On the issue of alignments, Joseph Norman Lockyer's The Dawn of Astronomy: A Study of Temple Worship and Mythology of the Ancient Egyptians (1894; Cambridge, Mass., 1964), while challenged today, helped to create the field of astroarchaeology. This work is continued in In Search of Ancient Astronomies, edited by Edwin C. Krupp (Garden City, N.Y., 1978), which also contains excellent essays on ancient astronomy, and in Native American Astronomy, edited by Anthony F. Aveni (Austin, 1977), which treats archaeological sites in North and South America.

Finally, in part 4 of The Raw and the Cooked (1969; Chicago, 1983), Claude Lévi-Strauss provides an interesting comparison of similar myths of particular constellations, such as the Pleiades, in South America and ancient Greece.

New Sources

Aveni, Anthony F. Stairways to the Stars: Skywatching in Three Great Ancient Cultures. New York, 1997.

Condos, Theony. Star Myths of the Greeks and Romans: A Sourcebook Containing the Constellations of Pseudo-Eratosthenes and the Poetic Astronomy of Hyginus. Grand Rapids, Mich, 1997.

Evans, James. The History & Practice of Ancient Astronomy. New York, 1998.

Krupp, Edwin C. Skywatchers, Shamans, & Kings: Astronomy and the Archaeology of Power. New York, 1997.

North, John David. Stonehenge: A New Interpretation of Prehistoric Man and the Cosmos. New York, 1996.

Serinity Young (1987)

Revised Bibliography

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Remote yet familiar, stars have fascinated people throughout history and are part of many myths and legends. Although the sun and the moon usually have the leading roles in mythology, often appearing as deities, the stars also appear in many stories. In some cultures, the stars represent part of the cosmos, such as the heavens or the home of the gods, or a path between the earth and another world. In many myths and legends, individual stars or constellations, groups of stars, have special significance.

deity god or goddess

cosmos the universe, especially as an orderly and harmonious system

Explaining the Stars. People who lived before electric lights and air pollution dimmed the night skies saw the heavens glittering

* See Names and Places at the end of this volume for further information.

with thousands of stars. They developed various stories to explain their brilliant presence.

The Paiute of North America describe the stars as the children of the sun and moon. Because the sun loves to eat his children, the stars disappear whenever he rises above the horizon. However, the moon, their mother, often dances happily across the sky with the stars. To the Yakut of Siberia, the stars are crystal windows that allow the gods to look down at earth. The tent-dwelling Turko-Tatar people of Central Asia picture the sky as a large tent over the earth, with the stars as tiny holes in the tent.

The Milky Way, a dense band of stars that spans the sky, marks the center of the galaxy to which our solar system belongs. In myths, however, the Milky Way has been a road, a river, and a bridge between worlds. According to a Peruvian tradition, the Vilcanota River is a reflection of the Milky Way and water constantly circulates between the two, passing from the river to heaven and back again. The Navajo say that the trickster Coyote created the Milky Way by tossing a blanket full of sparkling stone chips into the sky. Scattered in a great arc, the stones formed a pathway linking heaven and earth.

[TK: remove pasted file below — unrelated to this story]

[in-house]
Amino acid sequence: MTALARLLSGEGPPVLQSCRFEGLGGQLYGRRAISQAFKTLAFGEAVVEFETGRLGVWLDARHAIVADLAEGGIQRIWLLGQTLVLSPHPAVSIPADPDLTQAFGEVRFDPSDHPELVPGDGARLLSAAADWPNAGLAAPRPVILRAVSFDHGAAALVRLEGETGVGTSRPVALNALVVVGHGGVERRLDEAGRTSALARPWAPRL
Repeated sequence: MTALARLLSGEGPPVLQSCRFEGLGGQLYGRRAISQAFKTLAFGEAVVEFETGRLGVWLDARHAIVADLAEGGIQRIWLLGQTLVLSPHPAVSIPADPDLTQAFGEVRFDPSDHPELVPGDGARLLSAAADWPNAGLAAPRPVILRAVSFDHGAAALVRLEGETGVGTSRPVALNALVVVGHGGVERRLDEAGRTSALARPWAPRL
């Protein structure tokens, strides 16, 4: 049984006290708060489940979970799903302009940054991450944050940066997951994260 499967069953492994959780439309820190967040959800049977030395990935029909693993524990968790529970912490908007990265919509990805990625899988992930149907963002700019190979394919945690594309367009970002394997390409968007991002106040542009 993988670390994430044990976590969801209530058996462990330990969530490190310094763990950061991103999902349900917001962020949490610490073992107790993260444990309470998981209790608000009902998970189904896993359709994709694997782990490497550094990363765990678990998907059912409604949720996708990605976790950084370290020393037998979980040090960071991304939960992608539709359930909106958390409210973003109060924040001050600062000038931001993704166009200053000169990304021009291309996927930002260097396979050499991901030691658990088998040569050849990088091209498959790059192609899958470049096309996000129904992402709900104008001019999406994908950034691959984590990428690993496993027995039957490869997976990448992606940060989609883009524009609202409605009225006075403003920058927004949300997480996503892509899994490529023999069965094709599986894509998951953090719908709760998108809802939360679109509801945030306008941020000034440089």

In many traditions, the stars have been associated with death and the afterlife. The Maya considered the Milky Way to be the road to Xibalba, the underworld. Many Native Americans regard the Milky Way as the path followed by the souls of the dead. According to the Zulu and Ndebele people of southern Africa, the stars are the eyes of dead ancestors, keeping watch on the living from above.

Constellations and Individual Stars in Myths. Chinese mythology includes many references to the stars. Various deities, such as the god of literature and the god of long life, were associated with the stars. One myth that occurs in several versions concerns the Weaver Girl, the goddess who weaves the clouds, and the Herdsman, who tends the cattle of heaven. The two were lovers. When the gods placed them in the sky, the Weaver Girl became the star called Vega, while the Herdsman became either the star Altair or the constellation Aquila. The gods separated the lovers with the river of the Milky Way so that they would not neglect their work. But every year, on the seventh night of the seventh month, birds formed a bridge across the Milky Way allowing the Weaver Girl and the Herdsman to meet.

Berenice's Hair

Berenice was the wife of Ptolemy III, a king of Egypt, in the 200s b.c. According to legend, she promised to sacrifice her hair to the goddess Venus if the gods brought her husband safely back from war. When Ptolemy returned unharmed, Berenice cut off her hair and placed it in Venus's temple as promised, but the hair disappeared. The royal astronomer told Ptolemy that it had become a constellation in the night sky, known to this day as the Coma Berenices, or Berenice's Hair.